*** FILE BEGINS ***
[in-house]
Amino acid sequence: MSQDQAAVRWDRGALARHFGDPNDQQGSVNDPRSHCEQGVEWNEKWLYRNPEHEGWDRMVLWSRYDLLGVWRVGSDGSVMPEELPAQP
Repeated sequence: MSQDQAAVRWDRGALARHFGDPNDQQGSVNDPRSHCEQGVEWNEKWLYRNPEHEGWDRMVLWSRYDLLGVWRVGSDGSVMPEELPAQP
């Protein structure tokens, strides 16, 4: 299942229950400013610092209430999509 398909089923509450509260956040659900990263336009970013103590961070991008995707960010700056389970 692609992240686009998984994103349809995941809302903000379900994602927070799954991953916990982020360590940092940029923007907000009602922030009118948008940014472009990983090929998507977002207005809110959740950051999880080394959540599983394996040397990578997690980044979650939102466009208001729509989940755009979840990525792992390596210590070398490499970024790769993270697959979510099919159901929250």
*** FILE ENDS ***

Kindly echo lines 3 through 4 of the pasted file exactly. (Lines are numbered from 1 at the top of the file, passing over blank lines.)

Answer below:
Repeated sequence: MSQDQAAVRWDRGALARHFGDPNDQQGSVNDPRSHCEQGVEWNEKWLYRNPEHEGWDRMVLWSRYDLLGVWRVGSDGSVMPEELPAQP
């Protein structure tokens, strides 16, 4: 299942229950400013610092209430999509 398909089923509450509260956040659900990263336009970013103590961070991008995707960010700056389970 692609992240686009998984994103349809995941809302903000379900994602927070799954991953916990982020360590940092940029923007907000009602922030009118948008940014472009990983090929998507977002207005809110959740950051999880080394959540599983394996040397990578997690980044979650939102466009208001729509989940755009979840990525792992390596210590070398490499970024790769993270697959979510099919159901929250």